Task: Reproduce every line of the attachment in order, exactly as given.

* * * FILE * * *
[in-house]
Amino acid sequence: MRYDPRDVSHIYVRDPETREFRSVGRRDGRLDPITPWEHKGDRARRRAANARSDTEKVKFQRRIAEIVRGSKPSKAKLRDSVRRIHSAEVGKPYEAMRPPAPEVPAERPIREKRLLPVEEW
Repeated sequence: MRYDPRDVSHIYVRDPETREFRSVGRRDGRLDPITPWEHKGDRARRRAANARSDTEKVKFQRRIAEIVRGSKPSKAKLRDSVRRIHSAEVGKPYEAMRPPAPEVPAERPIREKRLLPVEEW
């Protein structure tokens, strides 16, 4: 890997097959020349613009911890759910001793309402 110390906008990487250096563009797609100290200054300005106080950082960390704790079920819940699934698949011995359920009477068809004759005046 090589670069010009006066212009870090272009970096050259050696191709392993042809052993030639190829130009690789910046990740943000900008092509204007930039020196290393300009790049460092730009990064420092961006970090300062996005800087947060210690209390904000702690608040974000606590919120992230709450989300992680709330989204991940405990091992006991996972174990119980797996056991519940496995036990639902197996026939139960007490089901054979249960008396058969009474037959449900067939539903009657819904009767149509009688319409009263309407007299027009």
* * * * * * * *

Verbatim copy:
[in-house]
Amino acid sequence: MRYDPRDVSHIYVRDPETREFRSVGRRDGRLDPITPWEHKGDRARRRAANARSDTEKVKFQRRIAEIVRGSKPSKAKLRDSVRRIHSAEVGKPYEAMRPPAPEVPAERPIREKRLLPVEEW
Repeated sequence: MRYDPRDVSHIYVRDPETREFRSVGRRDGRLDPITPWEHKGDRARRRAANARSDTEKVKFQRRIAEIVRGSKPSKAKLRDSVRRIHSAEVGKPYEAMRPPAPEVPAERPIREKRLLPVEEW
């Protein structure tokens, strides 16, 4: 890997097959020349613009911890759910001793309402 110390906008990487250096563009797609100290200054300005106080950082960390704790079920819940699934698949011995359920009477068809004759005046 090589670069010009006066212009870090272009970096050259050696191709392993042809052993030639190829130009690789910046990740943000900008092509204007930039020196290393300009790049460092730009990064420092961006970090300062996005800087947060210690209390904000702690608040974000606590919120992230709450989300992680709330989204991940405990091992006991996972174990119980797996056991519940496995036990639902197996026939139960007490089901054979249960008396058969009474037959449900067939539903009657819904009767149509009688319409009263309407007299027009």